Complications are an inevitable reality for surgeons. Though we can strive to reduce their frequency and impact, anyone who operates will have patients who have a complication. I have found it interesting to observe how different surgeons disclose complications to patients. The spectrum ranges from complete and honest disclosure to some degree of hedging responsibility (the most common form) to attributing the complication to another entity entirely, such as a factor beyond the surgeon's control or another clinician.
Consider this common scenario in my practice: A patient is referred with a weak voice after having chest surgery — often a left upper lobe resection or aortic arch surgery. The patient tells me that they were told the breathing tube probably injured their vocal cords while they were asleep during the surgery. I perform a flexible laryngoscopy and assess their vocal cord mobility to find, as I expected, an immobile vocal fold on the side where they had their surgery. After explaining the findings to the patient and going over the treatment options, I wait for the almost inevitable question.
"So this was caused by the breathing tube, right?"
For any given patient, it is difficult to disprove this possibility. Traumatic intubation can, in rare circumstances, cause vocal fold immobility. Yet it is far more likely to be the result of their surgery, which may have temporarily or permanently injured the nerve. This is a known complication of the procedure. Obscuring the cause of the problem can be frustrating for the patient, who often will find out anyway from a patient support forum, Dr. Google, or another medical professional, and it places the consulting physician in an uncomfortable position of having to contradict their colleague or to navigate warily around the topic.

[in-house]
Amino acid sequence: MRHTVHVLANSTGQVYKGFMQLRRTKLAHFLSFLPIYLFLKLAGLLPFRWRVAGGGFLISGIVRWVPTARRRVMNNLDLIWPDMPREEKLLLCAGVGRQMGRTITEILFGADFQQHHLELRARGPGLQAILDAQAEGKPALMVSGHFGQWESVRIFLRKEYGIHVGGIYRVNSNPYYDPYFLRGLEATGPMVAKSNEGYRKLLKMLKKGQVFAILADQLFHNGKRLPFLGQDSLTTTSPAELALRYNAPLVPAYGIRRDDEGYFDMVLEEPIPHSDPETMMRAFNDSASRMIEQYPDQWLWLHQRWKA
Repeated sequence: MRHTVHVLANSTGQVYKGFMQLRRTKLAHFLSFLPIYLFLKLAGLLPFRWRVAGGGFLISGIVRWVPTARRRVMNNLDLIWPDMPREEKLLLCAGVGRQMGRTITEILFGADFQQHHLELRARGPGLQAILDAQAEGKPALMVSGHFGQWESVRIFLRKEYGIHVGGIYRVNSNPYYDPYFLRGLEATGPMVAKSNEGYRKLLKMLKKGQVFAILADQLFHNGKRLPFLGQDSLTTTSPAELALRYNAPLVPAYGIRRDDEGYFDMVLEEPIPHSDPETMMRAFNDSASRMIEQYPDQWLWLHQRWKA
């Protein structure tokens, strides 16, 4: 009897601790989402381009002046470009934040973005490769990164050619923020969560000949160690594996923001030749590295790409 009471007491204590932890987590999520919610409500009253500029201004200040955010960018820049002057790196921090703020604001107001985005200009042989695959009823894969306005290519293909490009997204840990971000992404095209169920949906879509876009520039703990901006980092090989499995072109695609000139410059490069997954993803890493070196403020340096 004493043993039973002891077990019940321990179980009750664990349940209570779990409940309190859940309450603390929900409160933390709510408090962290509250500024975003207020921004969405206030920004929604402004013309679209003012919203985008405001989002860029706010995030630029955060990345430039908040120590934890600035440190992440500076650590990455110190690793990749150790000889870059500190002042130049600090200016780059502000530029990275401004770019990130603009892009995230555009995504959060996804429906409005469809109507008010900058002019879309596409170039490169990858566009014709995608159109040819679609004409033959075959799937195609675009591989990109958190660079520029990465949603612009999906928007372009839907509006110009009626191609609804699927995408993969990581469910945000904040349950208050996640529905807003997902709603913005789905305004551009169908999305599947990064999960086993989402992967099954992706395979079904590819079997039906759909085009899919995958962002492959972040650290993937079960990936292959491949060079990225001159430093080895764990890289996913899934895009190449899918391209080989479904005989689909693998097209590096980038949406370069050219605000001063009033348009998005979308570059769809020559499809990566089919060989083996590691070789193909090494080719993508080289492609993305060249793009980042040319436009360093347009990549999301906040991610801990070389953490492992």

To some extent, shunting responsibility is grounded in a natural human tendency to minimize our role when things go wrong. We do this in everyday life, when, let's say, we knock over a plate of food — "Who put the plate there!" Direct disclosure goes against this instinct to shield ourselves from blame and a negative emotional reaction.
Where this practice can cause further harm, though, is when it hampers a patient from getting appropriate care in a timely fashion. For instance, I once cared for a patient who went to the ER in respiratory distress and was found to have bilateral vocal cord paralysis after thyroid surgery, which they were not informed of after their procedure. This example, while an outlier, shows the real harm that can transpire when patients are not informed about their care.
Ultimately, in accordance with established medical ethics consensus around patient autonomy, neither nondisclosure of complications nor attributing complications to another far less likely source are acceptable. In the long run, it can only harm a patient's trust and confidence in that physician and in the profession overall.
I think often about how I share information with patients in situations where a procedure has not gone as planned. I, too, am guilty of hedging phrases or using exculpatory phrasing, most commonly using "we" construction rather than "I." As uncomfortable as it is, sometimes it is important to sit with a patient's frustration and disappointment at an outcome. It is also important to recognize that patients' responses to a complication or unexpected outcome are often much more forgiving than we anticipate them to be. As one patient who discovered their complication was likely caused by their surgery after reading about it online remarked to me, "I wish they [the operating surgeon] had just told me. I still think the world of them but it would have been nice to know up front."
What has been your approach to disclosing post-procedural complications? Share your experiences in the comment section.
Dr. Neelaysh Vukkadala completed his residency in otolaryngology-head and neck surgery at Stanford University and is currently a laryngology fellow at UCLA. He is interested in medical ethics, quality improvement and teaching. He enjoys writing, hiking and landscape photography and can be found on Instagram at @picturesbynv. Dr. Vukkadala is a 2022-2023 Doximity Op-Med Fellow.
Illustration by Jennifer Bogartz